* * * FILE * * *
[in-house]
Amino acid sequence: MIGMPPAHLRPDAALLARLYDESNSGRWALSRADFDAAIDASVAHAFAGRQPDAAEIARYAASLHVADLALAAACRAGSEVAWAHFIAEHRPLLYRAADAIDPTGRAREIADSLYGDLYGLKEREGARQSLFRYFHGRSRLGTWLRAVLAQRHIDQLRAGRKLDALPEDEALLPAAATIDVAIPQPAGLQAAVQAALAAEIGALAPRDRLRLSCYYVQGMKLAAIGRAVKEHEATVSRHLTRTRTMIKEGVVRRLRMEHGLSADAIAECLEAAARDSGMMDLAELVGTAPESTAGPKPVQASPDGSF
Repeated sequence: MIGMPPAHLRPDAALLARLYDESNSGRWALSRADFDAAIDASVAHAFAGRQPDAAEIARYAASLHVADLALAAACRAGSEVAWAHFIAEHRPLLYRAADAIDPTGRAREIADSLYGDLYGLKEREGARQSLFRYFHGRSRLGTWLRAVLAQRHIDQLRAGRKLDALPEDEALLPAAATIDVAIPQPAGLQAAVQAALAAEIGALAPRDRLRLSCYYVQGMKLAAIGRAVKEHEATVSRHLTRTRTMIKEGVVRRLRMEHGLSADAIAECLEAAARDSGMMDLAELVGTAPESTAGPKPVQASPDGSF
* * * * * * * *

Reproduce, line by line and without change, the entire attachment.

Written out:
[in-house]
Amino acid sequence: MIGMPPAHLRPDAALLARLYDESNSGRWALSRADFDAAIDASVAHAFAGRQPDAAEIARYAASLHVADLALAAACRAGSEVAWAHFIAEHRPLLYRAADAIDPTGRAREIADSLYGDLYGLKEREGARQSLFRYFHGRSRLGTWLRAVLAQRHIDQLRAGRKLDALPEDEALLPAAATIDVAIPQPAGLQAAVQAALAAEIGALAPRDRLRLSCYYVQGMKLAAIGRAVKEHEATVSRHLTRTRTMIKEGVVRRLRMEHGLSADAIAECLEAAARDSGMMDLAELVGTAPESTAGPKPVQASPDGSF
Repeated sequence: MIGMPPAHLRPDAALLARLYDESNSGRWALSRADFDAAIDASVAHAFAGRQPDAAEIARYAASLHVADLALAAACRAGSEVAWAHFIAEHRPLLYRAADAIDPTGRAREIADSLYGDLYGLKEREGARQSLFRYFHGRSRLGTWLRAVLAQRHIDQLRAGRKLDALPEDEALLPAAATIDVAIPQPAGLQAAVQAALAAEIGALAPRDRLRLSCYYVQGMKLAAIGRAVKEHEATVSRHLTRTRTMIKEGVVRRLRMEHGLSADAIAECLEAAARDSGMMDLAELVGTAPESTAGPKPVQASPDGSF